When You're Up to Your Ass in Alligators

By Lisa Elbert | Will Blunt

By

Lisa Elbert
Will Blunt
Alligator Wings, Blood Orange Glaze, Carrot-Tomato Salad, Celery, and Whipped Blue Cheese
Alligator Wings, Blood Orange Glaze, Carrot-Tomato Salad, Celery, and Whipped Blue Cheese

Chef Ryan Haigler is not afraid to cross an alligator—or to brine it, deep fry it, glaze it, and jerk it, for that matter. He even goes so far as to serve it—in wing form, blue cheese on the side—at his coastal New Orleans restaurant Grand Isle.

The inspiration behind the wings? To avoid the tourist trap, seafood-centric Nola menu rut. “We have five total items that aren’t seafood,” says Haigler, “so we have to be as creative and playful as possible, without going overboard. We have to be real with it.” Being one of just a few fish-free dishes, the wings are a hot seller. “We can’t keep them. We sell 20 to 25 orders on a busy night,” he says.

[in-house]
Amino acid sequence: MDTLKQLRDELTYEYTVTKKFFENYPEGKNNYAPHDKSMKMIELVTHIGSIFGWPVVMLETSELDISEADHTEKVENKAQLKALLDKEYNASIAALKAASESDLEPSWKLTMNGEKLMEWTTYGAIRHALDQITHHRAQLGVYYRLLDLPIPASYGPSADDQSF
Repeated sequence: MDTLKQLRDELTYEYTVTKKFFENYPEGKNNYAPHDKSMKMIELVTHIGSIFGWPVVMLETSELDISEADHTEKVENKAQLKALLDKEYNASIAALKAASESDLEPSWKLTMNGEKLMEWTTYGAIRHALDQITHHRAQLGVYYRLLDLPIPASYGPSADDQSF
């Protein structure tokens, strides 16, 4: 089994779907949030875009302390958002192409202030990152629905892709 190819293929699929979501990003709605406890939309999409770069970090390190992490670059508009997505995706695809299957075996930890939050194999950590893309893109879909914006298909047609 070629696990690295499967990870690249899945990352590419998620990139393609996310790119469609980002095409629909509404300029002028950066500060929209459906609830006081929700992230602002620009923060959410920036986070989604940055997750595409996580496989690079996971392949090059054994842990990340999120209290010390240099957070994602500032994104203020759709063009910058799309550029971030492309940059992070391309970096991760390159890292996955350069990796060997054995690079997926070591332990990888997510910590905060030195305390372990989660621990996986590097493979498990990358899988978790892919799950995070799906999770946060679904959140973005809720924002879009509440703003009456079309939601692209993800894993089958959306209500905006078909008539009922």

The “wings” are cut from the front legs of the alligator, which have a similar musculature to chicken wings (but cost double the price of poultry at $5/pound). Brined for about 48 hours with a habañero wet jerk, Haigler then deep-fries the gator wings for 5 minutes, rests them for another minute, and deep-fries them once more to make them extra crisp. Because the alligator meat behaves like red meat, the “wings” need to be rested for the blood to dissipate away from the bone. Finally, brushed with a blood orange glaze, the wings are salty, spicy, fun, all for $12. Thanks, Haigler, and see you later, alligator.

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